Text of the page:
As the story goes, Xerxes of Persia, during the invasion of Greece that played setting to the famous last stand of the Spartans at Thermopylae and ended Persian pretensions at Marathon, attempted to build a vast bridge across the Hellespont upon which his men could walk from Asia to Europe. A storm presently destroyed this bridge and Xerxes, in retaliation, had the strait lashed, ‘branded’ with hot irons, and shackles thrown upon it.
King Canute of England, to his credit, was more circumspect in his interactions with the sea. Upon receiving the sycophantic flattery of his courtiers, Canute had his throne set down on the shore and commanded the incoming tides to recede. The sea, unhearing and uncaring, advanced and inundated the king’s feet. Canute then admonished his courtiers, reminding them that despite the illusion of power, a ruler’s authority does not extend to the forces of nature themselves.
Economics is a discipline that is not well understood – chiefly by economists themselves, acknowledged by their frequent admission. The shifting, roiling tides of consumer behaviour and confidence make for murky waters through which to see the underlying fiscal currents carrying the Australian people.
Much like Xerxes and Canute, Australia’s politicians have fallen for a similar folly; namely, that of thinking they have authority over the inscrutable force of nature that is our economy. Despite our meddling with reserve banks, quantitative easing, and interest rate movements (or perhaps because of them), we have seen a period of great financial hardship for many Australians.
No doubt there will be a lot of blame assigned over the next three years; on social media it is already starting. The incoming government will be scapegoated for economic policies that have had their genesis in the last two years of prodigal spending and taking on of debt.
Yet it will not be unwarranted. Unless the Albanese leadership turns out to be a new Hawke, this program will only continue. The truth of the matter is that economically, both parties have become indistinguishable from one another. In our hand-wringing over the hardship that Australians have suffered, there is no mention of the havoc that countless lockdowns, social distancing rules, and selective handouts have wrought upon the engine room of Australian jobs that is small business – of which both red and blue are to blame.
Nowhere is our presumption of mastery over the forces of nature more evident than in the cost of housing. In this last election, each of the three major parties in Australia shrieked proclamations into the rising storms of home ownership unaffordability, hoping to command the tide of house prices to recede.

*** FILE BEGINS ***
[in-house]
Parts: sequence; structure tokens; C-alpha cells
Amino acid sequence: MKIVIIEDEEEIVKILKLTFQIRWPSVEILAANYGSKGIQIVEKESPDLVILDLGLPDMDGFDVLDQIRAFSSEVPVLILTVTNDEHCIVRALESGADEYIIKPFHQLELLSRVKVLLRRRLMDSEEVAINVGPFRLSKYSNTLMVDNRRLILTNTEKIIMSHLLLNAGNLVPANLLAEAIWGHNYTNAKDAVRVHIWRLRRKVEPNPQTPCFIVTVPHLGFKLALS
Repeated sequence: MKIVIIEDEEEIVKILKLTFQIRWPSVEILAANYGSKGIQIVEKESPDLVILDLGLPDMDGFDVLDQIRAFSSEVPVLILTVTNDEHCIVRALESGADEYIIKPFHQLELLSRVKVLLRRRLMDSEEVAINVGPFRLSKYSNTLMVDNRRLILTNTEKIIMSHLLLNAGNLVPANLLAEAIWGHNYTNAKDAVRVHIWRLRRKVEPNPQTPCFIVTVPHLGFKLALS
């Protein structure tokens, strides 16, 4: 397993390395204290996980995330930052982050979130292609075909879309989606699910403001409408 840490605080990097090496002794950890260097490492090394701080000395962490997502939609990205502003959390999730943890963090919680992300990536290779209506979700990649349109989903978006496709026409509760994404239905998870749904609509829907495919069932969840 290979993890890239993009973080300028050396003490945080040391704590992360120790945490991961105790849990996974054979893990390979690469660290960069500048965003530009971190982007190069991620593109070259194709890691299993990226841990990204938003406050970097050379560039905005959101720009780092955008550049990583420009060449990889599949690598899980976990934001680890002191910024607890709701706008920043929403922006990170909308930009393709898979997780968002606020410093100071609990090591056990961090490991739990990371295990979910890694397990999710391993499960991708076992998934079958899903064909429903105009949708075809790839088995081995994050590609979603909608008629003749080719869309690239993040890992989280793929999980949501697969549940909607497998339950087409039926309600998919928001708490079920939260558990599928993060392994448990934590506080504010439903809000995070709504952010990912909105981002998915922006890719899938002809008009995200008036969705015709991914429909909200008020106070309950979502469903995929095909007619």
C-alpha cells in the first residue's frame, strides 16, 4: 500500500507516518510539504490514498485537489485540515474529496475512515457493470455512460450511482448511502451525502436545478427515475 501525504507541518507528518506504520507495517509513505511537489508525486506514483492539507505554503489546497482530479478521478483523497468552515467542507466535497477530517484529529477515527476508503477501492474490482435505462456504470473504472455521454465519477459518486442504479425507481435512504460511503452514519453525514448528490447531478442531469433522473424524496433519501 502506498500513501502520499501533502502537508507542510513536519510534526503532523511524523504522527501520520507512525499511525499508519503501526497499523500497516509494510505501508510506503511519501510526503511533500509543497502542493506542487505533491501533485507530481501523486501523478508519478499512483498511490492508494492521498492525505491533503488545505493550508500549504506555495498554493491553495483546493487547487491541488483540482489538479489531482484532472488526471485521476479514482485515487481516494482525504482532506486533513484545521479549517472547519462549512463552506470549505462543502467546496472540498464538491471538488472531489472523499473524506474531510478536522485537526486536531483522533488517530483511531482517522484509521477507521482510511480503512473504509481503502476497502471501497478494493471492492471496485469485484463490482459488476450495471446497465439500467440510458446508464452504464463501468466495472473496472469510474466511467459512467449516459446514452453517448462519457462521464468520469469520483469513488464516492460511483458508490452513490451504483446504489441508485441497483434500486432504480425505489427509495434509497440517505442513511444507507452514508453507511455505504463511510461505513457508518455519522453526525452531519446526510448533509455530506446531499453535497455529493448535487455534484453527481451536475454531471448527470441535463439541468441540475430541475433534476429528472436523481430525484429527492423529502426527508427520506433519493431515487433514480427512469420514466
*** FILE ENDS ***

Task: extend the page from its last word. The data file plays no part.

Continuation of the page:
The Liberal Party suggested that prospective homebuyers should be able to draw from their superannuation for a deposit. The Labor Party offered a policy that government should put up money to purchase a 40 per cent stake in homes purchased by a select few disadvantaged people in an extension of state shared equity schemes. The Greens insisted that one million new public housing dwellings needed to be built. All of these policies will further whip up the frenzy of housing unaffordability, result in serious curtailment of personal freedom, tremendous waste in government spending, or some combination of the three.
The Liberal plan would have had young Australians sacrificing their future retirement fund for a shot at buying into the Australian Dream now, leading to a Prisoner’s Dilemma-style arms race of super withdrawals to make up deposit requirements, that grow ever more onerous from the extra cash being injected into the market.
The Labor plan would see the federal government take on the risk of volatility in the housing markets, subjecting itself to the mercy of rising interest rates and negative equity. It would also see federal authority take a highly problematic role in the private lives of individual Australians, having an undue influence over the financial planning of citizens.
The Greens’ plan would necessitate either tremendous urban sprawl with the environmental and infrastructure problems that this entails, or more likely would see a raft of compulsory acquisitions to build densely-packed public housing towers closer to city centres. It would see hundreds of thousands of public dollars used to subsidise workers living closer to their place of work. Ironically, it is the Greens’ policy that best reflects the true problem in affordability – a fundamental lack of supply in in-demand areas, powered by the same NIMBYism that motivates Greens voters.
None of the solutions proposed will work – not just in housing, but across the spectrum of economic policy. The truth of the matter is that our ruling elites have deluded themselves into thinking that they alone can command the raw power of the waves of economic activity, and we will all suffer the more until their delusions are dispelled.
The economy, as an aggregate of employment, velocity of money, consumer confidence and so much more, is far more often hurt by the actions of our government than it is helped – especially so in the last two years.
Instead of throwing shackles on the economy – mandating development and punitively increasing taxes on the most productive, we must reduce zoning laws, business taxes, and more to combat the stultifying influence of our government. We must acknowledge, in contrast to our leaders, that these changes cannot only be done federally – they must be done at more local levels.
Perhaps our federal and state governments should get out of the way and let the market, in all its eddying, dizzying complexity, find its own solutions. For the good of Australians, one dearly hopes that our new government might somehow recognise this.